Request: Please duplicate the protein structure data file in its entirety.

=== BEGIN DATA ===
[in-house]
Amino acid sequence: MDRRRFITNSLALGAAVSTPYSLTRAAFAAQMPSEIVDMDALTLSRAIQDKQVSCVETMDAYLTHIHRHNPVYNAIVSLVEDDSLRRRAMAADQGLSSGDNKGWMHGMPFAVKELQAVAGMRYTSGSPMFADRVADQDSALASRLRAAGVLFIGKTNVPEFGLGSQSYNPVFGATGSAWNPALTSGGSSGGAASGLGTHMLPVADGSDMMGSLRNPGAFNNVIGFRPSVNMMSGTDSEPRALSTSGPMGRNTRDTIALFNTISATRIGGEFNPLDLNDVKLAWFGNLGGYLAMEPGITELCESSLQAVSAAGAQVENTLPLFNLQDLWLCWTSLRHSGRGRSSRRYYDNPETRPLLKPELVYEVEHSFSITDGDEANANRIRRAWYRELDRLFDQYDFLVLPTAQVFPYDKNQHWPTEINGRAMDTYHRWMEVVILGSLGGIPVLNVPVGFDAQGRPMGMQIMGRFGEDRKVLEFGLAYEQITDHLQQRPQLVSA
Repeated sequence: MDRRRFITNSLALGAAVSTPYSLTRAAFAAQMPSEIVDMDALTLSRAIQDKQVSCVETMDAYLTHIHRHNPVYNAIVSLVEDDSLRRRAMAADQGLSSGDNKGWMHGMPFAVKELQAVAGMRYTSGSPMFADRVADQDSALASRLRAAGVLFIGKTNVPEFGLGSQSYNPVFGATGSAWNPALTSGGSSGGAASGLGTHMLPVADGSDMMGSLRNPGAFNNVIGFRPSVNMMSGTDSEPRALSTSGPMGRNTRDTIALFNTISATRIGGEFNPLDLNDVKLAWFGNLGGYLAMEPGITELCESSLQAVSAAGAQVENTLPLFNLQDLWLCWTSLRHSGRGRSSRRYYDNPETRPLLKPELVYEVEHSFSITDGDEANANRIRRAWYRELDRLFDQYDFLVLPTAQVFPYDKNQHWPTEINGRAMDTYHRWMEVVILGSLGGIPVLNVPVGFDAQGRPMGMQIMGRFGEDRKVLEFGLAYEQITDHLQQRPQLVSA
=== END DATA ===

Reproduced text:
[in-house]
Amino acid sequence: MDRRRFITNSLALGAAVSTPYSLTRAAFAAQMPSEIVDMDALTLSRAIQDKQVSCVETMDAYLTHIHRHNPVYNAIVSLVEDDSLRRRAMAADQGLSSGDNKGWMHGMPFAVKELQAVAGMRYTSGSPMFADRVADQDSALASRLRAAGVLFIGKTNVPEFGLGSQSYNPVFGATGSAWNPALTSGGSSGGAASGLGTHMLPVADGSDMMGSLRNPGAFNNVIGFRPSVNMMSGTDSEPRALSTSGPMGRNTRDTIALFNTISATRIGGEFNPLDLNDVKLAWFGNLGGYLAMEPGITELCESSLQAVSAAGAQVENTLPLFNLQDLWLCWTSLRHSGRGRSSRRYYDNPETRPLLKPELVYEVEHSFSITDGDEANANRIRRAWYRELDRLFDQYDFLVLPTAQVFPYDKNQHWPTEINGRAMDTYHRWMEVVILGSLGGIPVLNVPVGFDAQGRPMGMQIMGRFGEDRKVLEFGLAYEQITDHLQQRPQLVSA
Repeated sequence: MDRRRFITNSLALGAAVSTPYSLTRAAFAAQMPSEIVDMDALTLSRAIQDKQVSCVETMDAYLTHIHRHNPVYNAIVSLVEDDSLRRRAMAADQGLSSGDNKGWMHGMPFAVKELQAVAGMRYTSGSPMFADRVADQDSALASRLRAAGVLFIGKTNVPEFGLGSQSYNPVFGATGSAWNPALTSGGSSGGAASGLGTHMLPVADGSDMMGSLRNPGAFNNVIGFRPSVNMMSGTDSEPRALSTSGPMGRNTRDTIALFNTISATRIGGEFNPLDLNDVKLAWFGNLGGYLAMEPGITELCESSLQAVSAAGAQVENTLPLFNLQDLWLCWTSLRHSGRGRSSRRYYDNPETRPLLKPELVYEVEHSFSITDGDEANANRIRRAWYRELDRLFDQYDFLVLPTAQVFPYDKNQHWPTEINGRAMDTYHRWMEVVILGSLGGIPVLNVPVGFDAQGRPMGMQIMGRFGEDRKVLEFGLAYEQITDHLQQRPQLVSA